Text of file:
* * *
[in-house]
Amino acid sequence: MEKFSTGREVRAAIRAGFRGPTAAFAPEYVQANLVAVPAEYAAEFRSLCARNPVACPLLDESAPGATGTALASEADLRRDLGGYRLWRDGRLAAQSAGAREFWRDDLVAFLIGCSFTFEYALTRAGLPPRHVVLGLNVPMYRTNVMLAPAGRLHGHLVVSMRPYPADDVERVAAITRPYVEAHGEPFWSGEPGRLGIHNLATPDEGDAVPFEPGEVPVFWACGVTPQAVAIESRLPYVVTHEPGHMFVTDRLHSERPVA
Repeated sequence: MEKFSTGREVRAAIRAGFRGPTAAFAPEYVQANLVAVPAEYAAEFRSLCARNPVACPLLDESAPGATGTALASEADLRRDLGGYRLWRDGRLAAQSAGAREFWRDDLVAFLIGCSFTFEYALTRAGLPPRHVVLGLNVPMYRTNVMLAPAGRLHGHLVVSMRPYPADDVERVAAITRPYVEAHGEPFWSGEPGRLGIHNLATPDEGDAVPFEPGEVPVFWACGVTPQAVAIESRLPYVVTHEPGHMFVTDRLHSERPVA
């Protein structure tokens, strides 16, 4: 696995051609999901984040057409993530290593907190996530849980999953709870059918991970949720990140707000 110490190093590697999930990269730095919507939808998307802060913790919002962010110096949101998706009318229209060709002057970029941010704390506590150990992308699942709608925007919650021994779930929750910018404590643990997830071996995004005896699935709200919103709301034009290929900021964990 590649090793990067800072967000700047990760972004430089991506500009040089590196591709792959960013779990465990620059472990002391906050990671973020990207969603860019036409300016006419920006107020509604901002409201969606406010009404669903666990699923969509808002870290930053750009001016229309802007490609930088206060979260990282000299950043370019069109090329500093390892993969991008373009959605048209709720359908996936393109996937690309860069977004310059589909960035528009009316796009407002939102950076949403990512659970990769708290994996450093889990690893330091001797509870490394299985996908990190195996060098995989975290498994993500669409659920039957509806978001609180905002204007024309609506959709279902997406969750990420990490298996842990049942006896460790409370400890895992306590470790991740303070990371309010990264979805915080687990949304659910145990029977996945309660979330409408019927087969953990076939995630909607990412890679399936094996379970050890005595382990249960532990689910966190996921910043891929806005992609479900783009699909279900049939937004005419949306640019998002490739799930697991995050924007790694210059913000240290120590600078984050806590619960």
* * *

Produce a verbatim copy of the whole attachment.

[in-house]
Amino acid sequence: MEKFSTGREVRAAIRAGFRGPTAAFAPEYVQANLVAVPAEYAAEFRSLCARNPVACPLLDESAPGATGTALASEADLRRDLGGYRLWRDGRLAAQSAGAREFWRDDLVAFLIGCSFTFEYALTRAGLPPRHVVLGLNVPMYRTNVMLAPAGRLHGHLVVSMRPYPADDVERVAAITRPYVEAHGEPFWSGEPGRLGIHNLATPDEGDAVPFEPGEVPVFWACGVTPQAVAIESRLPYVVTHEPGHMFVTDRLHSERPVA
Repeated sequence: MEKFSTGREVRAAIRAGFRGPTAAFAPEYVQANLVAVPAEYAAEFRSLCARNPVACPLLDESAPGATGTALASEADLRRDLGGYRLWRDGRLAAQSAGAREFWRDDLVAFLIGCSFTFEYALTRAGLPPRHVVLGLNVPMYRTNVMLAPAGRLHGHLVVSMRPYPADDVERVAAITRPYVEAHGEPFWSGEPGRLGIHNLATPDEGDAVPFEPGEVPVFWACGVTPQAVAIESRLPYVVTHEPGHMFVTDRLHSERPVA
């Protein structure tokens, strides 16, 4: 696995051609999901984040057409993530290593907190996530849980999953709870059918991970949720990140707000 110490190093590697999930990269730095919507939808998307802060913790919002962010110096949101998706009318229209060709002057970029941010704390506590150990992308699942709608925007919650021994779930929750910018404590643990997830071996995004005896699935709200919103709301034009290929900021964990 590649090793990067800072967000700047990760972004430089991506500009040089590196591709792959960013779990465990620059472990002391906050990671973020990207969603860019036409300016006419920006107020509604901002409201969606406010009404669903666990699923969509808002870290930053750009001016229309802007490609930088206060979260990282000299950043370019069109090329500093390892993969991008373009959605048209709720359908996936393109996937690309860069977004310059589909960035528009009316796009407002939102950076949403990512659970990769708290994996450093889990690893330091001797509870490394299985996908990190195996060098995989975290498994993500669409659920039957509806978001609180905002204007024309609506959709279902997406969750990420990490298996842990049942006896460790409370400890895992306590470790991740303070990371309010990264979805915080687990949304659910145990029977996945309660979330409408019927087969953990076939995630909607990412890679399936094996379970050890005595382990249960532990689910966190996921910043891929806005992609479900783009699909279900049939937004005419949306640019998002490739799930697991995050924007790694210059913000240290120590600078984050806590619960």